DES MOINES, Iowa – Eight GOP presidential hopefuls worked the room at Saturday’s “Roast and Ride”, introducing themselves to likely caucus-goers with no spotlight-hogging by Donald Trump. But the former president still loomed over the first Republican cattle call of the summer.
“Make America Great Again” signs lined the path to the Iowa State Fairgrounds. Volunteers wearing “MAGA COUNTRY’' shirts gave out business cards with QR-codes to sign up for Trump. When Nikki Haley said she wasn’t doing “shortcuts” to win the caucuses, and Mike Pence denounced the “siren song of populism,” voters and reporters could guess who they were talking about.
According to Sen. Joni Ernst, the host (and lead rider) of the motorcycles-and-BBQ fundraiser, Trump turned down an invitation to speak in person. A pro-DeSantis PAC claimed on Sunday that Trump promised, but never delivered, a video message; a source familiar with the situation confirmed their account, while the Trump campaign denied it.
“Obviously, as president, he has other considerations to think about, whether he does a multi-candidate event or not,” Ernst told reporters, referring — perhaps subconsciously — to Trump’s old job in the present tense.
Shelby and David’s View
The candidates who showed up in Des Moines did plenty of good for themselves.
DeSantis, who stepped on some of his applause lines, spent a long time mixing with voters — some of it outside a bus (that he signed with the help of his 3-year-old daughter, Mamie) rented by his allied Never Back Down super PAC. A leather-clad Pence got credit for making the motorcycle ride to the venue that most candidates skipped. “I roasted on that ride,” he joked, promising to bring back Trump-era policies and prosperity (“and then some”) and previewing his announcement speech next week.
Tim Scott and Nikki Haley shared their personal stories and the overlapping lesson they’d learned — that America isn’t racist. “The truth of my life disproves the lies of the radical left,” said Scott; “America is not racist, we’re blessed,” said Haley.
But offstage, the hottest topic was still the frontrunner who hadn’t even bothered to show up.
“Obviously, Trump leads by quite a margin,” Sen. Chuck Grassley told Semafor. “But nobody can take Iowans for granted, and a lot of things change, because people spend so much time here.”
DeSantis in particular was hounded with questions from the press about his main competitor — what message did it send that he showed up to Iowa, but Trump didn’t? Could he respond to Trump declaring he didn’t “like the term woke”? And what were his thoughts on the former president’s praise of North Korean leader Kim Jong Un?
That last question seemed to draw in the most candidates. “Kim Jong Un is a murderous dictator,” DeSantis told Fox News. “Whether it’s my former running mate or anyone else — no one should be praising the dictator in North Korea or praising the leader of Russia, who has launched an unprovoked war of aggression in Ukraine,” Pence also told Fox News offstage. “You don’t congratulate a thug,” Haley added.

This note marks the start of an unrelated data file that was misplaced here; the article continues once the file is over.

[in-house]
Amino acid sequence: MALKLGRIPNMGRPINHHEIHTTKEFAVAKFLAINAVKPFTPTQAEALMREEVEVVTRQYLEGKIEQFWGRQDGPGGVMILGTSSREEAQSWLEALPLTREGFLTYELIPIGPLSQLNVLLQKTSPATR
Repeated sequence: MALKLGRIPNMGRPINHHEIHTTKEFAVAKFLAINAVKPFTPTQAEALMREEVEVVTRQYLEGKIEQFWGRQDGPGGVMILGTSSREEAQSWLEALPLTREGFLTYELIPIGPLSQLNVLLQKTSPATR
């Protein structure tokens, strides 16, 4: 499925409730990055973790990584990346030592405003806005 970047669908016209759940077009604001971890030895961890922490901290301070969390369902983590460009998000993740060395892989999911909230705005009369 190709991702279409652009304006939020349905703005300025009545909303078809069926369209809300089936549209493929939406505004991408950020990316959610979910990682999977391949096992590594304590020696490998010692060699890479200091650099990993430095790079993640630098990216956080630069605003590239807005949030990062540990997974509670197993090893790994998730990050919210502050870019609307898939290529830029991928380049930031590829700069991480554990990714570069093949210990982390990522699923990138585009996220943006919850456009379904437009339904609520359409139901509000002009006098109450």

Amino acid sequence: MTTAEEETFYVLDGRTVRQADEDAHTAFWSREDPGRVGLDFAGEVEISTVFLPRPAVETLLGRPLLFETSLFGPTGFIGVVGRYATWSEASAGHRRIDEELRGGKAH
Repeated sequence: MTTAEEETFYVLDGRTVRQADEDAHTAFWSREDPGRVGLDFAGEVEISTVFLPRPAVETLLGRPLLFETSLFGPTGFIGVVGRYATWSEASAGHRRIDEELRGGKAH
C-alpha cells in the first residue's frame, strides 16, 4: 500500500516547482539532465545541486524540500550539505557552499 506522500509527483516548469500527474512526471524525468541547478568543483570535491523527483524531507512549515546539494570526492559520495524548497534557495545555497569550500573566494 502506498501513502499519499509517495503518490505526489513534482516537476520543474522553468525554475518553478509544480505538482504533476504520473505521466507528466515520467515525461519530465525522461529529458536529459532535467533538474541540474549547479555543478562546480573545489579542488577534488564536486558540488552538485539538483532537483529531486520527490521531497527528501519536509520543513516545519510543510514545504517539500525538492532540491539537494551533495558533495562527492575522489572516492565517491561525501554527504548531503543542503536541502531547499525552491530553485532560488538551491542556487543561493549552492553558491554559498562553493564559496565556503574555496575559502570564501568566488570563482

For Trump, the absence was likely strategic: Showing up could serve to legitimize the slew of candidates vying to take him down. It’s the same logic that has some close to him encouraging him to skip the debates.
Voters were clearly interested in the buffet of options available to them; one woman, upon being approached by a Trump volunteer, even bluntly declared she wasn’t “for Trump”. But it wasn’t clear that there was an overwhelming next choice, even as DeSantis clearly generated the most excitement in Trump’s absence.
Notably, some of Saturday’s loudest applause went to candidates who Trump sees as non-threatening. Trump welcomed Scott into the race with no insults, and has praised Ramaswamy for having “only good things to say” about him. (One reason Chris Christie will enter the race tomorrow is his frustration in how most of the field happily co-exists with Trump.)
Room for Disagreement
“Ninety-nine percent of life is about showing up,” DeSantis reminded a volunteer backstage after his speech.
There are signs he could carve out a path in Iowa if Trump isn’t careful: He locked in dozens of endorsements from Iowa legislators before entering the race, and is trying to pry off voters who like both candidates but want a younger, disciplined president. DeSantis spent significant time meeting voters face-to-face throughout Saturday’s event.
The View From A Voter
Ingrid Sephler, a retired nurse, came to the event as a fan of Haley who wanted to learn more about DeSantis. She “loved Trump,” she said, but was looking at her options. “We supported Trump when he was in there,” Sephler said, “but my kids hated him because he’s a name-caller, and he tweets stupid stuff.”